By Dan Cook
Are you a rocket-scientist who now wishes you’d become a teacher? A titan of the manufacturing world who longs to give up the corner office for a career
as a classical pianist?
You’re not alone if you have regrets about your career choice. Two studies quantify how many workers out there wish they’d taken the other fork in the road.
Philips North America surveyed 1,000 U.S. workers on a variety of job satisfaction topics. What made the Philips survey different was that respondents were asked whether they felt their personal interests were allowed to shine through in their jobs. Turns out if the answer to that is “yes,” then folks are much happier at work and have fewer career choice regrets.
“Forty-one percent of those who don’t apply personal interests through their work regret their career path, whereas only 23 percent of workers who are able to do so regret theirs,” the Philips survey concluded.
A second study sliced the job-regrets data a little more finely.
Officebroker.com polled 500 employees, asking them specifically whether they regretted their choice of careers and, if so, how much they regretted it.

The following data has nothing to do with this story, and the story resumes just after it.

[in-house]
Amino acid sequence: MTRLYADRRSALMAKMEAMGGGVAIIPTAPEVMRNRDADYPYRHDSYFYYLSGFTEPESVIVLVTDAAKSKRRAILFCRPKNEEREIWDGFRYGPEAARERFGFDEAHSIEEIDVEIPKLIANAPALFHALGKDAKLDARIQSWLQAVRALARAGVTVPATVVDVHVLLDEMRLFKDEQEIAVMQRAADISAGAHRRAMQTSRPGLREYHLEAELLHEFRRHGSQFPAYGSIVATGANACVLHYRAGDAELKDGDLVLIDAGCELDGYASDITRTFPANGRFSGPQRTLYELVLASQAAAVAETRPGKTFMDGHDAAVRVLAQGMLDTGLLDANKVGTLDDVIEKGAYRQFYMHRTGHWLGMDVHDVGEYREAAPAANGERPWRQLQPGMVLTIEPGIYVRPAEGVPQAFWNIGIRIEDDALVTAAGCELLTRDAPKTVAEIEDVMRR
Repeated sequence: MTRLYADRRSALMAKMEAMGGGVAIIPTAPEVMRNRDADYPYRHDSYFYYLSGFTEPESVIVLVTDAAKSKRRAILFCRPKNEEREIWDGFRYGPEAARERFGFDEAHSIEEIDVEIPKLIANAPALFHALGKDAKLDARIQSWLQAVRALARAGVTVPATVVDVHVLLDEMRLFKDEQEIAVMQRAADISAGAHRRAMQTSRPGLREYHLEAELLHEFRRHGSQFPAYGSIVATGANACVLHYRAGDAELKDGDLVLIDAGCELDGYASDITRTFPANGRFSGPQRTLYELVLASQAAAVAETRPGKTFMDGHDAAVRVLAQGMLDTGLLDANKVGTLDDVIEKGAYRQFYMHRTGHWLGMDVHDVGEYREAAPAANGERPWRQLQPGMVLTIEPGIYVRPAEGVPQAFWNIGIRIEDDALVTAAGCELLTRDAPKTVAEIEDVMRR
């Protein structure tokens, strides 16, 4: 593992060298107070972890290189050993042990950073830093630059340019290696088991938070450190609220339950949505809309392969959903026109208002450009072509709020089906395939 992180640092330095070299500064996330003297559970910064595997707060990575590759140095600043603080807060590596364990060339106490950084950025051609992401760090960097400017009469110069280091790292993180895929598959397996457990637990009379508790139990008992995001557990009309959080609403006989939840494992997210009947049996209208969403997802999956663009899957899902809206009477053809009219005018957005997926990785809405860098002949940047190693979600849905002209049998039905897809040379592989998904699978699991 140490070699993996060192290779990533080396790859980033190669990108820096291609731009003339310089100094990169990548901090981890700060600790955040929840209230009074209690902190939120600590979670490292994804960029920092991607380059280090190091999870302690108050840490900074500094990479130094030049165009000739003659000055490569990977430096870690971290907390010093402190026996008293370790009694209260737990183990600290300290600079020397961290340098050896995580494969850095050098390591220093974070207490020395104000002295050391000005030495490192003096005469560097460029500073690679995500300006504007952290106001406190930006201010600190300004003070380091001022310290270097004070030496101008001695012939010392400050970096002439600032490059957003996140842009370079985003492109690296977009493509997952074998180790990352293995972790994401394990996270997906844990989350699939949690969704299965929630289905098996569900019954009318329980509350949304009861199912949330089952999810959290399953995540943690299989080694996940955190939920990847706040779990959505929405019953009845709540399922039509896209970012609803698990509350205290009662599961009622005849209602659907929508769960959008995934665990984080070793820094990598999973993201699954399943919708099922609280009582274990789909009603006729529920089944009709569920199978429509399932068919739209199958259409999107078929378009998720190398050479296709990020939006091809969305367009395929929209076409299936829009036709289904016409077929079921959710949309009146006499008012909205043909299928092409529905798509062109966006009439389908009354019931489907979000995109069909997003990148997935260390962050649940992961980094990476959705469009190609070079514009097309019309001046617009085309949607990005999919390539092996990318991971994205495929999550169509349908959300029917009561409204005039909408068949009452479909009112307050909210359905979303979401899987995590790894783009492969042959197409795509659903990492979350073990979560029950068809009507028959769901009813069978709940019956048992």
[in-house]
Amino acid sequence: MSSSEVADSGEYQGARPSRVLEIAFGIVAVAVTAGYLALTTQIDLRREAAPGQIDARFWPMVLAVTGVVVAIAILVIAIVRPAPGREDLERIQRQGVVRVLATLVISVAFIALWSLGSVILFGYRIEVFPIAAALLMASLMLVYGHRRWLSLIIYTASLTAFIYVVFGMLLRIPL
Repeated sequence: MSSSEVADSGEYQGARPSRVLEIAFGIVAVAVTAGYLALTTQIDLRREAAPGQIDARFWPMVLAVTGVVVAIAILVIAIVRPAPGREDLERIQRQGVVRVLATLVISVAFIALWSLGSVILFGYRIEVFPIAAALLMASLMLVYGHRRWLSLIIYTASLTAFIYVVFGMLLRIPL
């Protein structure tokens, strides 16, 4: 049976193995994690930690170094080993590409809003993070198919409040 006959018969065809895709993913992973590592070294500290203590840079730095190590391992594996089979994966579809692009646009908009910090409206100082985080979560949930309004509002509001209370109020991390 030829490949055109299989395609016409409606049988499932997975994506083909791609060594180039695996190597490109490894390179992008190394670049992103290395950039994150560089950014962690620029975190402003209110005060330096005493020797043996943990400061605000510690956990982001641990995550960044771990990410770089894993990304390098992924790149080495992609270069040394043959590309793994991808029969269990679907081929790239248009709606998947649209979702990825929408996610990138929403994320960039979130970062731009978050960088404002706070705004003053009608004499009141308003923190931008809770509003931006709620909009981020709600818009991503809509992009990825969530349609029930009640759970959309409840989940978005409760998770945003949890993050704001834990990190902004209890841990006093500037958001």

Here’s what the research showed:
- 77 percent of workers admitted to sometimes regretting their career decisions;
- 23 percent said they never felt any regrets about their career paths;
- Boredom was the biggest reason respondents gave for regretting their choice of career – 35 percent said they felt bored at work and longed for a more exciting or worthwhile role;
- Money was the next biggest factor in job regrets — 31 percent said they wished they had chosen a more lucrative career path;
- 7 percent said they would have chosen a less demanding career.
One respondent said: “At school I dreamed of becoming a doctor but I flunked my exams and ended up in sales. I make a good living but I must admit there are times when I wish I had done something a little more worthwhile with my life. I could be curing sick children but instead I’m selling stuff and banging a gong when I reach my targets. It’s fun but 10 percent of the time I find myself wishing I’d tried harder in those exams.”
Ah, the road not taken … always paved with gold.
Originally published on BenefitsPro.com